Risk factors for complications and in-hospital mortality: An analysis of 19,834 open pelvic ring fractures
J Clin Orthop Trauma
© 2020 Delhi Orthopedic Association Background: Open pelvic fractures are rare injuries, associated with high patient morbidity and mortality. Few studies have investigated the impact of patient demographics, comorbidities, and injury related factors on complication and mortality rates. The purpose of this study was to: (1) identify the overall incidence of complications and mortality after open pelvic fractures, (2) compare patient factors between those who did and did not develop complications, (3) identify perioperative independent risk factors for complications and mortality. Methods: A query was performed for patients with open pelvic fractures between 2007 and 2017 using the American College of Surgeons National Trauma Data Bank. Patient and injury specific variables were collected and complications were identified using International Classification of Disease Ninth and Tenth edition Codes. Patient demographic and perioperative data was compared using Fisher's exact test and chi-square test for categorical variables, and Welch's t-test for continuous variables. Using pooled data from multiple imputations, logistic regressions were used to calculate odds ratios and confidence intervals of independent risk factors for complications. Results: A total of 19,834 open pelvic fracture cases were identified, with 9622 patients (48.5%) developing at least one complication. Patients who developed complications were older (35.0 vs 38.1 years), and had higher Injury Severity Scores (17.7 vs 26.5), lower Glasgow Coma Scores (14.2 vs 11.7), and a larger proportion presenting with hypotension (21% vs 6.9%). After pooled regression involving 19 factors, these were the strongest independent predictors of inpatient complication and mortality. Conclusion: We report a mortality rate of 14%, with an inclusive complication rate of 48.5%. Evaluating risk factors for morbidity and mortality for this devastating orthopaedic injury provides knowledge of an inherently sparse population. Level of Evidence: Level II, Retrospective study.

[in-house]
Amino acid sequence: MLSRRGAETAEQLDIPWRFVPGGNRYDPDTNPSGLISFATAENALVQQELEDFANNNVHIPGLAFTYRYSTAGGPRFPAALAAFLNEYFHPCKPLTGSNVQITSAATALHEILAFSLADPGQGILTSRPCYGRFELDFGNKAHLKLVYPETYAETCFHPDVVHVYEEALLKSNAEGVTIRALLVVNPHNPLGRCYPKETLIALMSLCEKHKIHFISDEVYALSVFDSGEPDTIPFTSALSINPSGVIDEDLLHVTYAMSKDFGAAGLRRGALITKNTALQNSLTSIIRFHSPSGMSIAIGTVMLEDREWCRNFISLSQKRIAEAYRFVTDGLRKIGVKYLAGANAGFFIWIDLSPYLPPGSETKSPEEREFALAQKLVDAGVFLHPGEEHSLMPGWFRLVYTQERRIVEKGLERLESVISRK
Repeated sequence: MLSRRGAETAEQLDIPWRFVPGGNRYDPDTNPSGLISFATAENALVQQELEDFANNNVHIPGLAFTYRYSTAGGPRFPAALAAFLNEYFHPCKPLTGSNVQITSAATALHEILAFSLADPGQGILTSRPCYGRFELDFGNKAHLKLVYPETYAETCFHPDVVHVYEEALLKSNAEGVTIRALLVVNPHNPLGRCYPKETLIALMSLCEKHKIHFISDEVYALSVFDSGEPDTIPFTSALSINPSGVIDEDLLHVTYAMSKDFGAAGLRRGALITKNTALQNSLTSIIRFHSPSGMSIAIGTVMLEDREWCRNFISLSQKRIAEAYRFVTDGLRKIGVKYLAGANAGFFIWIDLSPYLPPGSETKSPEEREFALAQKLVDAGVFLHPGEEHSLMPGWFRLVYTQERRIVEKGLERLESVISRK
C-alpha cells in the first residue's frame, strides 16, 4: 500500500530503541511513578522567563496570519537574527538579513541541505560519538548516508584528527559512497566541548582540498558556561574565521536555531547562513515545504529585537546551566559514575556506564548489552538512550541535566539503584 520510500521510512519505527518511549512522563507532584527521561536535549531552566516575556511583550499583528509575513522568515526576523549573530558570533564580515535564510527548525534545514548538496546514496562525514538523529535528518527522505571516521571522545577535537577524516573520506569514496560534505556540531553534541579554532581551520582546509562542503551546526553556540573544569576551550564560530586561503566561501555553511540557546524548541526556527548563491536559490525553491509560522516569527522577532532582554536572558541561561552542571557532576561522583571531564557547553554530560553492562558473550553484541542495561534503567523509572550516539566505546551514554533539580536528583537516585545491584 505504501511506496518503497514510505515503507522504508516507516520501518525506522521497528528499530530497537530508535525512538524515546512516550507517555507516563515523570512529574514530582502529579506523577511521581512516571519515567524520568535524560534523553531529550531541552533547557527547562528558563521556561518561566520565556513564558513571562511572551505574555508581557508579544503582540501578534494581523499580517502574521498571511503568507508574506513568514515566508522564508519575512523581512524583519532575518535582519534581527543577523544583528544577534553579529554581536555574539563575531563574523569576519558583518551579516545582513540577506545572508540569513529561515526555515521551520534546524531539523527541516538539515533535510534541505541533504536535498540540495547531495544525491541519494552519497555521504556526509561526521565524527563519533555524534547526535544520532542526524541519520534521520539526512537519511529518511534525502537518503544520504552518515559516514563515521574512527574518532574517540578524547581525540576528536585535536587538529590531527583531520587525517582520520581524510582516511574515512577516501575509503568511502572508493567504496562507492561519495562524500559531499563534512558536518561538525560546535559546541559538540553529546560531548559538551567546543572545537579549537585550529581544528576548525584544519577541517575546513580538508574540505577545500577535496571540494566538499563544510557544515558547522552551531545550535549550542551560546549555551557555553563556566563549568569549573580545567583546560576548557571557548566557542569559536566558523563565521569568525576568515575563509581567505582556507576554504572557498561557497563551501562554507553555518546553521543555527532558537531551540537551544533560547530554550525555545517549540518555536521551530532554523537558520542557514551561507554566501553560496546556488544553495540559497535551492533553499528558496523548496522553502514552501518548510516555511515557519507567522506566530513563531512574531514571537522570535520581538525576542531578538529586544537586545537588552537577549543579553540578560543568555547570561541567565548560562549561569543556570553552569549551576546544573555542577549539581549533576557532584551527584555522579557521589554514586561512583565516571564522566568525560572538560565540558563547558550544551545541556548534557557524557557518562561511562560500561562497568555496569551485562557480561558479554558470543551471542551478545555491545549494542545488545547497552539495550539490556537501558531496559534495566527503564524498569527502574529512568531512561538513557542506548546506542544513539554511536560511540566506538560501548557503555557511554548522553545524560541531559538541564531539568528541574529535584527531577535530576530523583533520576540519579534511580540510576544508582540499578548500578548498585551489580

Faculty; Northwell Researcher; Northwell Resident
School of Medicine; Northwell Health